Harpo sporting her own shade , cruising south through the Cascades
I’ve reviewed the Chrome Dome at length before… Harpo and I are on our second thru hike, and our second set of brollies. I thought it appropriate to restate that the Chrome Dome is still one of my favorite pieces of gear. In the above tree line sections of the north Cascades, and through the burn areas and clear cuts further south, it’s hard to even count it as base weight, since it’s out so often as a sun shield. Although Go-Lite no longer makes the Chrom Dome, a similar version is available here.
Groucho using the Chrome Dome as a sun shield just over Constance Pass in the Olympic Mountians
Harpo and I followed Ray Jardine’s model and started hiking with umbrellas before we walked the AT last year – it made sense, living in the Northwest it rains every time you step outside. Or at least it could…
We started with free collapsible umbrellas, but the cheap metal hardware would rust and/or fall apart… Jardine modified his umbrellas to remove extra parts, and fitted them with mylar panels functioning as solar shields attached with dental rubber bands. In the era of cottage industry ultralight backpacking gear, we saved the effort by purchasing GoLite’s Chrome Dome trekking umbrellas. Weighing in at 8oz, with a 45″ canopy and offering 50SPF sun protection, the Chrome Dome offers substantial coverage as a rain and sun shield. I don’t think there’s any going back.. .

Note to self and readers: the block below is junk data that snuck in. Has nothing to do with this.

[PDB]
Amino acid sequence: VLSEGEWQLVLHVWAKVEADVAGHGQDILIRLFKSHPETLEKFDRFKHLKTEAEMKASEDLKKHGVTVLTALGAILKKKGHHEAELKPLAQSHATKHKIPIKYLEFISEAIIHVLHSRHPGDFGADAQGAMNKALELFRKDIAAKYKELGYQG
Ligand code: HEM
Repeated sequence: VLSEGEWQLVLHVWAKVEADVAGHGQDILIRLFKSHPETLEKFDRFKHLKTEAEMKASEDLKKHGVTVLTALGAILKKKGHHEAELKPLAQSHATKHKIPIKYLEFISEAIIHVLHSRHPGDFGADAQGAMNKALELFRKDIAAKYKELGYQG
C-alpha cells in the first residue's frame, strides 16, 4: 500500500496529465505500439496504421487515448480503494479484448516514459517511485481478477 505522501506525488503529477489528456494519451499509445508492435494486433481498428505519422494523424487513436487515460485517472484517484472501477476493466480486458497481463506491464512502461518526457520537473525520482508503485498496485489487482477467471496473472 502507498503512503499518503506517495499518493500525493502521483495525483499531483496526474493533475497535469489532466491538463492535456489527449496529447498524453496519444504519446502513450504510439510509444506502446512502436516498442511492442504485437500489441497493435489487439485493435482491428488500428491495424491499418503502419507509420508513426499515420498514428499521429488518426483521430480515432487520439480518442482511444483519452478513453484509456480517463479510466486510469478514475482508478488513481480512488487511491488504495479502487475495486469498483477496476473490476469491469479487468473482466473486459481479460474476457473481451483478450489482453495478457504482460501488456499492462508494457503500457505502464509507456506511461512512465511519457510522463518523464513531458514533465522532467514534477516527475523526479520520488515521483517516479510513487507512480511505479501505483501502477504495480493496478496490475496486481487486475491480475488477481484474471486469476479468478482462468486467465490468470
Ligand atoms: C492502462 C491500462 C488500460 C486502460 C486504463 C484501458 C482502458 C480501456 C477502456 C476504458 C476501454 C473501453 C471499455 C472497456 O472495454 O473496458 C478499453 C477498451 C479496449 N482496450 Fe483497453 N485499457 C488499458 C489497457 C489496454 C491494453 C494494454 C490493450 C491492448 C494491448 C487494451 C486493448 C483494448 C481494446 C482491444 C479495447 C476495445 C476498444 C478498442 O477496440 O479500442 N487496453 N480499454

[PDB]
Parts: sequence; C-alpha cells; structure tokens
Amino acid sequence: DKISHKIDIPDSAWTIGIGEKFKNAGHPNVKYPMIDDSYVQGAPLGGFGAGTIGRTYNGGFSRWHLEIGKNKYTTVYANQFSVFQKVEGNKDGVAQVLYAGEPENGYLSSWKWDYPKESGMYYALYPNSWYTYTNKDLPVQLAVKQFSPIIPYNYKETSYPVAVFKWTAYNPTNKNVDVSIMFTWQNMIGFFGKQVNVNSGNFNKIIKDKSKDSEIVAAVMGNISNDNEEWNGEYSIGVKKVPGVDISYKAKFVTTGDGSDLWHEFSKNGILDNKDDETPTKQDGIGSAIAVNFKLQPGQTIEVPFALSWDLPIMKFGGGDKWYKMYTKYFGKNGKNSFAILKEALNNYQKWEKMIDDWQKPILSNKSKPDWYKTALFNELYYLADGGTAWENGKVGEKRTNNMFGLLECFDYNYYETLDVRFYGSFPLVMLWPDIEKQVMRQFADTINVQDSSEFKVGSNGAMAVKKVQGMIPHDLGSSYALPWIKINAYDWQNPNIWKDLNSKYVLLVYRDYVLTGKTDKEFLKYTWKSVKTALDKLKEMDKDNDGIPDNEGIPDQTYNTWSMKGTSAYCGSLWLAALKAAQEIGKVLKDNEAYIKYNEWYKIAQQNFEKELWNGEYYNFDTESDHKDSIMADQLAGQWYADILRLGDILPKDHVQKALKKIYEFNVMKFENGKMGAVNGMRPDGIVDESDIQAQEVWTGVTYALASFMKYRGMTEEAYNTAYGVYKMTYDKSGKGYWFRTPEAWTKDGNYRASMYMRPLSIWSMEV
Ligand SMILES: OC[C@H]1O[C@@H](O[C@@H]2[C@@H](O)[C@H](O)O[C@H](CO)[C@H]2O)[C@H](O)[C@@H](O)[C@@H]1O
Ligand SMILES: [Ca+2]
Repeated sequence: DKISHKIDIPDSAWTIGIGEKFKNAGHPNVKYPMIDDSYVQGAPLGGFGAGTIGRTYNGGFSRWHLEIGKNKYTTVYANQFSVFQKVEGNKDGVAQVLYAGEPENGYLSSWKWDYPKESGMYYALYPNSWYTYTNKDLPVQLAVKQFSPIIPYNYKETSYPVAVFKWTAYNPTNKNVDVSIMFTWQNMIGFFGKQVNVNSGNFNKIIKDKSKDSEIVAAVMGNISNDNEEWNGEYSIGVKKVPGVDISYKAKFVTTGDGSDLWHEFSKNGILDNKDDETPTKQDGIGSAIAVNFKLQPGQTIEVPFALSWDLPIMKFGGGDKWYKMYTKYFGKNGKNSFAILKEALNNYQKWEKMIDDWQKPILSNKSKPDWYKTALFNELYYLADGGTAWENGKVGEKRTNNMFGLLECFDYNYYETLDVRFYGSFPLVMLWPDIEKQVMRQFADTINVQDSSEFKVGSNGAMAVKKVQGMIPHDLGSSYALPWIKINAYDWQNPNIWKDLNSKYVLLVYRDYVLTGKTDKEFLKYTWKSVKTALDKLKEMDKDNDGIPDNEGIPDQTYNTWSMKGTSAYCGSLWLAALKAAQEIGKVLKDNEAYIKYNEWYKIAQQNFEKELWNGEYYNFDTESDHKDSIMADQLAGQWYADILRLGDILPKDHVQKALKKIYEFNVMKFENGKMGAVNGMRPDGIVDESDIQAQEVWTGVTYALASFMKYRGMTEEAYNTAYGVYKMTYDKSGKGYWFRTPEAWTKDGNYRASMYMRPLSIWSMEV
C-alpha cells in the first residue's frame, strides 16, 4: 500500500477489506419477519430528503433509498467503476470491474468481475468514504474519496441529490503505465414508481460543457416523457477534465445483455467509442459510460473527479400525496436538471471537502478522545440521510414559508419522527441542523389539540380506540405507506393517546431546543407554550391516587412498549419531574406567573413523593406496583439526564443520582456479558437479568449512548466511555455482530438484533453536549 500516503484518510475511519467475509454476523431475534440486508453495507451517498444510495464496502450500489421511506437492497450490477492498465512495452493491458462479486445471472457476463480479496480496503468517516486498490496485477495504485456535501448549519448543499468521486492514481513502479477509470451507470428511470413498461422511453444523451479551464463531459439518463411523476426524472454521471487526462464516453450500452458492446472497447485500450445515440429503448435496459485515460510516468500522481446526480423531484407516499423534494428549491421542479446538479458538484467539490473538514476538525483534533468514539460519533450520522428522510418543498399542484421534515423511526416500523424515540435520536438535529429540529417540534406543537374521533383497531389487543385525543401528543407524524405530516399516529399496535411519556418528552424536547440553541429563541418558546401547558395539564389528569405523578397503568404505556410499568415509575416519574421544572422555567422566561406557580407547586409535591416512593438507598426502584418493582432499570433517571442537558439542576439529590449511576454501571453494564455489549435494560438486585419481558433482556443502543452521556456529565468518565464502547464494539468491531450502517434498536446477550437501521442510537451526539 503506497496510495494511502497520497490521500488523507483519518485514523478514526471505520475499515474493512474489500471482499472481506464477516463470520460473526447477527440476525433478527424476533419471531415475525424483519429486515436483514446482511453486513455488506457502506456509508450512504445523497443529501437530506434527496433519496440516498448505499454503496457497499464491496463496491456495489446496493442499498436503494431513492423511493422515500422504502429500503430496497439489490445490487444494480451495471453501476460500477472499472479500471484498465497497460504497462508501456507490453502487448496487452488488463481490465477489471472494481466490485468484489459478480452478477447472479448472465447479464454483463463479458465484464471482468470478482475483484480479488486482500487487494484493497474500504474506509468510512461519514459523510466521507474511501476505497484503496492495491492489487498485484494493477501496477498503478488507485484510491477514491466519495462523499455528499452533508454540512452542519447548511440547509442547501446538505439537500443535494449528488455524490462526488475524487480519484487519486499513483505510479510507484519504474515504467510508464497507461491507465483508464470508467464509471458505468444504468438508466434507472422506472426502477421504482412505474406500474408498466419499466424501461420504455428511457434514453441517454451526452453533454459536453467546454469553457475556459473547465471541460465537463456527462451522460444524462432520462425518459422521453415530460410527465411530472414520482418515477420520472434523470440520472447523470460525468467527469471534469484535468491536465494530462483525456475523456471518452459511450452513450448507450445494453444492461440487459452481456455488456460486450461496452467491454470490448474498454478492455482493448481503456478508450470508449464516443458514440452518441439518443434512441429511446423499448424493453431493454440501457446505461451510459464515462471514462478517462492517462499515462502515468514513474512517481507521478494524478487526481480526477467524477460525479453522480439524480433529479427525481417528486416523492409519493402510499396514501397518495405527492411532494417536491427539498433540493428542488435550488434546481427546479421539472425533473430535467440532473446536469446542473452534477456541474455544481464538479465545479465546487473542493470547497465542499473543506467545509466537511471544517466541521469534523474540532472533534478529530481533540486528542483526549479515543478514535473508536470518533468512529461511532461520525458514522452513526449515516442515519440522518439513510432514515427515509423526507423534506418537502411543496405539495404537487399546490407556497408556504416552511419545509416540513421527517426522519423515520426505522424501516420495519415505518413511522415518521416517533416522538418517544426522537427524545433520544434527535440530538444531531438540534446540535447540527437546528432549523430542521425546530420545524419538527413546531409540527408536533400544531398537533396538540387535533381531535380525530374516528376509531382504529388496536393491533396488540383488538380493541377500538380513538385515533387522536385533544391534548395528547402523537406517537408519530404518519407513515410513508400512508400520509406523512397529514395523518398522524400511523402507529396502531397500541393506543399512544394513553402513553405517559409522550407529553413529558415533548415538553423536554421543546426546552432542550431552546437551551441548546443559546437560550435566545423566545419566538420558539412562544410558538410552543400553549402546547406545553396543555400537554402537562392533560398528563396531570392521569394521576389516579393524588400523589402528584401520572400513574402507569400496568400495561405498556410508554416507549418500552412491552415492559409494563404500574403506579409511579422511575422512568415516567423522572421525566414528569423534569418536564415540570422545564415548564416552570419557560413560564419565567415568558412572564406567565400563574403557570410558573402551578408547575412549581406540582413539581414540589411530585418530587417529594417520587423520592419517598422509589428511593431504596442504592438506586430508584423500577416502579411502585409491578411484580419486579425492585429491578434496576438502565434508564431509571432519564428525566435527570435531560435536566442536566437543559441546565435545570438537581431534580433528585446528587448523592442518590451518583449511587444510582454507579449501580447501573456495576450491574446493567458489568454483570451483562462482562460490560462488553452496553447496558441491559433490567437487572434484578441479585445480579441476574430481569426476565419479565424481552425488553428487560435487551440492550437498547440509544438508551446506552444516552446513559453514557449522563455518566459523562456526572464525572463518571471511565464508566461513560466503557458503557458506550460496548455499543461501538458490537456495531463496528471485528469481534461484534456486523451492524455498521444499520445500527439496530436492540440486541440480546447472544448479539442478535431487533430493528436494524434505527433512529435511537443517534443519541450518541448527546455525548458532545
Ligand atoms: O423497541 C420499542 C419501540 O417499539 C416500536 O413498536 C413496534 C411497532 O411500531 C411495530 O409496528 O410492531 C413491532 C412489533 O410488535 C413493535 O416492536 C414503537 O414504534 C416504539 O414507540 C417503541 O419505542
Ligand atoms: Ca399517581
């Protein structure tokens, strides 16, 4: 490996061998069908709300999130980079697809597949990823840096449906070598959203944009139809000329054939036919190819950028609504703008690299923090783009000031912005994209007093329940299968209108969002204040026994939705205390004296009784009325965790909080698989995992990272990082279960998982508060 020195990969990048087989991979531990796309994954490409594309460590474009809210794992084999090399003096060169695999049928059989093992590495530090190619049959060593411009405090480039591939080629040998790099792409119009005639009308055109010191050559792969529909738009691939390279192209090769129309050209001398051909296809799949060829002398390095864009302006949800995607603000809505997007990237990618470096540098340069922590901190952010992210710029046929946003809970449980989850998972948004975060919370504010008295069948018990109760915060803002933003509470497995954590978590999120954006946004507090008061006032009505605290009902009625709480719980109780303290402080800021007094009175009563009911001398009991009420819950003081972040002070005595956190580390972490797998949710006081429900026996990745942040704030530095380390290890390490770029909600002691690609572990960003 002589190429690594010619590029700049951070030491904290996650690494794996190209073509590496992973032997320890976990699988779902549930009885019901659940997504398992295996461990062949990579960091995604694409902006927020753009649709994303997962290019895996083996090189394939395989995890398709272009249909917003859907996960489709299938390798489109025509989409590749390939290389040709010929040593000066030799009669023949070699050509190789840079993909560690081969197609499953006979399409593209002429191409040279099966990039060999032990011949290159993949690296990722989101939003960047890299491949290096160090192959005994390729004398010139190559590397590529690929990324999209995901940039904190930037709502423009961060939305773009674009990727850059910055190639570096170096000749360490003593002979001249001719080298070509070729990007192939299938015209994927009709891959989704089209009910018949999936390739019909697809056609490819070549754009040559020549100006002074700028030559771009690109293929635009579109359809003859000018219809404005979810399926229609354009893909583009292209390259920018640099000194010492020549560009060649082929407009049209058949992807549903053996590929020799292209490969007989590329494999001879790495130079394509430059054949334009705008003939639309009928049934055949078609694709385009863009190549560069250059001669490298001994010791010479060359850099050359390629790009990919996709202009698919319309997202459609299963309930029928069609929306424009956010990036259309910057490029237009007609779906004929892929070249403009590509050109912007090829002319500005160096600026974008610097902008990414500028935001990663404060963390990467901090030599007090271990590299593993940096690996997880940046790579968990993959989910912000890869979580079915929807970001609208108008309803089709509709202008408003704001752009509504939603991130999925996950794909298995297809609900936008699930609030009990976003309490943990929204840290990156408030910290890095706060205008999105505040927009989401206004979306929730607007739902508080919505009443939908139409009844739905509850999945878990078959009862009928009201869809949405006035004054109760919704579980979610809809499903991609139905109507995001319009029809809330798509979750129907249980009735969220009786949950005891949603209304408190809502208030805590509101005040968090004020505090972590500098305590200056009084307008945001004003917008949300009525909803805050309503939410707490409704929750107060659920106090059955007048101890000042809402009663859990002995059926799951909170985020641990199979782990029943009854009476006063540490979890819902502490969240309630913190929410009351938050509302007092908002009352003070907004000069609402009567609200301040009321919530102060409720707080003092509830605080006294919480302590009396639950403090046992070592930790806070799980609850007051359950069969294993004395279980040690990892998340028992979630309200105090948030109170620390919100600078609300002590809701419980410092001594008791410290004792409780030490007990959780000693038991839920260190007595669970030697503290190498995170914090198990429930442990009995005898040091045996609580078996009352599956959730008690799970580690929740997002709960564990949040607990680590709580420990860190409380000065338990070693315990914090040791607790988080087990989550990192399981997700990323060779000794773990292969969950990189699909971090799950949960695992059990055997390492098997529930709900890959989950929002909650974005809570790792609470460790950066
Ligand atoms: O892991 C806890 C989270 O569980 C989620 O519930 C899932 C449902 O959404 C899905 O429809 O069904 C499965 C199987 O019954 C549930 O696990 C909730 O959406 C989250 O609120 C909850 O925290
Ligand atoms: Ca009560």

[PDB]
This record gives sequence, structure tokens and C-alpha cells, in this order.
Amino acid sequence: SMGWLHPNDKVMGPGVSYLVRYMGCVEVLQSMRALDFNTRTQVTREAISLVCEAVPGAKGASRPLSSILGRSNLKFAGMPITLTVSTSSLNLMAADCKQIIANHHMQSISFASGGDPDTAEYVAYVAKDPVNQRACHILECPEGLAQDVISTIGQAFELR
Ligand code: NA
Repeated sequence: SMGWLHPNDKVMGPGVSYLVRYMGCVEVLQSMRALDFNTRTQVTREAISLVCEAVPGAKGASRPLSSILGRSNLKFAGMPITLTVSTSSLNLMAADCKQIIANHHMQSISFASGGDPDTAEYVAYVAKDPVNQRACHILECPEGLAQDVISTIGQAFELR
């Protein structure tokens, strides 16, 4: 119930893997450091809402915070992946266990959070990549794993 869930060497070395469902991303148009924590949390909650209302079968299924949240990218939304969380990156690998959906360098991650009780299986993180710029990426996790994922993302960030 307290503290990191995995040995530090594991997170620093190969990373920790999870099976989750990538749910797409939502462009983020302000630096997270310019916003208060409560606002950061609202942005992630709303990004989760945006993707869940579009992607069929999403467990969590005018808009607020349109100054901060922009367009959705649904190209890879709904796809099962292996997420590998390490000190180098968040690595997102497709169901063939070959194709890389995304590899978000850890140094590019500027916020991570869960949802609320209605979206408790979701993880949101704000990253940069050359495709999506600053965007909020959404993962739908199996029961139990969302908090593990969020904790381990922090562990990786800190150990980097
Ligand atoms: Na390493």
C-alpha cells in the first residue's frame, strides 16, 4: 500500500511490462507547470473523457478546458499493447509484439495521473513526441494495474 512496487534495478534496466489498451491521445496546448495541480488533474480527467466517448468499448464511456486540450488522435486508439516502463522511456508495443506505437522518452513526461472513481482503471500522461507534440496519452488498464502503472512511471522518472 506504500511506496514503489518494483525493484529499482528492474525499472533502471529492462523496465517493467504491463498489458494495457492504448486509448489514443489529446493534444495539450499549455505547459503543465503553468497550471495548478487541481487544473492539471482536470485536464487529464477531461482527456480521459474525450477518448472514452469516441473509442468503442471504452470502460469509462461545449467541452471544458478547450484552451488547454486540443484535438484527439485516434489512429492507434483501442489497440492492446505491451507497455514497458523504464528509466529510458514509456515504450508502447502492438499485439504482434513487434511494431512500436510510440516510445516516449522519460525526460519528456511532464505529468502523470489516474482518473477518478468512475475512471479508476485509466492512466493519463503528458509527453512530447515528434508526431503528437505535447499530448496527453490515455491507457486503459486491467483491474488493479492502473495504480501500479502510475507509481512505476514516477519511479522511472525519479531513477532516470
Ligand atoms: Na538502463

On the AT we forfeited conventional rain gear, favoring lightweight wind-breakers and wind-pants – 8oz total + the 8oz brolly, rather than a 11oz or heavier rain jacket and 11oz pants – offering a lighter overall solution for the long haul. Not to mention the umbrella is faster to deploy in sudden showers, and keeps it breezy, meaning better ventilation. Recently on the PCT and in alpine areas of the Olympic mountains, we’ve been happy using the Chrome Dome as a sun shield, allowing us to skip the sunscreen.
Of course, the umbrella fails in some conditions – dense, low forest like some in southern Maine snags the canopy, and it was impossible to use in the high winds atop Mt. Washington and in Goat Rocks. Outside of these extreme circumstances, the umbrella works great – the polyester canopy has never collapsed and resists tears, and the fiberglass spokes seem indestructible… we have hiked over 3500 miles with our original Chrome Domes, and are only now considering buying new ones.
Overall, this is one of my favorite pieces of gear to own. Every time I open it, it’s something in between Marry Poppins and a clown show – and it’s definitely the most commented on accessory I own, bar none. Harpo & I enjoy the umbrella hiking experience so much we formed our own umbrella gang – the Brolly Bunch.
Harpo keepin it breezy in light rain hiking next to the Housatonic River in Conneticut